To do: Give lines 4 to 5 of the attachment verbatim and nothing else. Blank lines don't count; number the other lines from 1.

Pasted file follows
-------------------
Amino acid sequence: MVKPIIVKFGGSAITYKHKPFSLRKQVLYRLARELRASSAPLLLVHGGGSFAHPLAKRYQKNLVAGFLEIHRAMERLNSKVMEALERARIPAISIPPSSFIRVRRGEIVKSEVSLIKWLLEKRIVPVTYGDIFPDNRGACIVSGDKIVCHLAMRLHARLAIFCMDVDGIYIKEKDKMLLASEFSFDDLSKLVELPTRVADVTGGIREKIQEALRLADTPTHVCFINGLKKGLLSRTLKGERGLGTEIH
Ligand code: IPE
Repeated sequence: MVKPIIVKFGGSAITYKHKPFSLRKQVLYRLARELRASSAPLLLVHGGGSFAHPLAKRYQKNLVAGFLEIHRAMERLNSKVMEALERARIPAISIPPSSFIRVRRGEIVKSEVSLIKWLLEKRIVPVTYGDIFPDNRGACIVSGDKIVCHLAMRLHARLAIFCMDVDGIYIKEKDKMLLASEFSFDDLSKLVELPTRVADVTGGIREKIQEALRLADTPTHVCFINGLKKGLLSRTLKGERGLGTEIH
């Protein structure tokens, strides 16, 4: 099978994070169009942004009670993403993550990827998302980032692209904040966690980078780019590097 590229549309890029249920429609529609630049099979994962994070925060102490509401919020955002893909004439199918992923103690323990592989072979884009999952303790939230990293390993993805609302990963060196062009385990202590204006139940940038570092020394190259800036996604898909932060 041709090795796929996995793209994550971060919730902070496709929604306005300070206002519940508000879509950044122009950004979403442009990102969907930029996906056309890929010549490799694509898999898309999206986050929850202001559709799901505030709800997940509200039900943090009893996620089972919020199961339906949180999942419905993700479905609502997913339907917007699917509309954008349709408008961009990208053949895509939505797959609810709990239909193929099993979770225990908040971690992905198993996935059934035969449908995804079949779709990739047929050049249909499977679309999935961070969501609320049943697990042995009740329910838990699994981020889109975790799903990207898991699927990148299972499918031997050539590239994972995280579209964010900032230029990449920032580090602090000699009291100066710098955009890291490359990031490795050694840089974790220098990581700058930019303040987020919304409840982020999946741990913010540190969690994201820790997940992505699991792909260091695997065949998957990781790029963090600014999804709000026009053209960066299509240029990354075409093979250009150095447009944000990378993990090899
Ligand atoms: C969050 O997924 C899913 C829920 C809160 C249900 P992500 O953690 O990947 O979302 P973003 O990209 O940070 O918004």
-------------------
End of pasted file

């Protein structure tokens, strides 16, 4: 099978994070169009942004009670993403993550990827998302980032692209904040966690980078780019590097 590229549309890029249920429609529609630049099979994962994070925060102490509401919020955002893909004439199918992923103690323990592989072979884009999952303790939230990293390993993805609302990963060196062009385990202590204006139940940038570092020394190259800036996604898909932060 041709090795796929996995793209994550971060919730902070496709929604306005300070206002519940508000879509950044122009950004979403442009990102969907930029996906056309890929010549490799694509898999898309999206986050929850202001559709799901505030709800997940509200039900943090009893996620089972919020199961339906949180999942419905993700479905609502997913339907917007699917509309954008349709408008961009990208053949895509939505797959609810709990239909193929099993979770225990908040971690992905198993996935059934035969449908995804079949779709990739047929050049249909499977679309999935961070969501609320049943697990042995009740329910838990699994981020889109975790799903990207898991699927990148299972499918031997050539590239994972995280579209964010900032230029990449920032580090602090000699009291100066710098955009890291490359990031490795050694840089974790220098990581700058930019303040987020919304409840982020999946741990913010540190969690994201820790997940992505699991792909260091695997065949998957990781790029963090600014999804709000026009053209960066299509240029990354075409093979250009150095447009944000990378993990090899
Ligand atoms: C969050 O997924 C899913 C829920 C809160 C249900 P992500 O953690 O990947 O979302 P973003 O990209 O940070 O918004």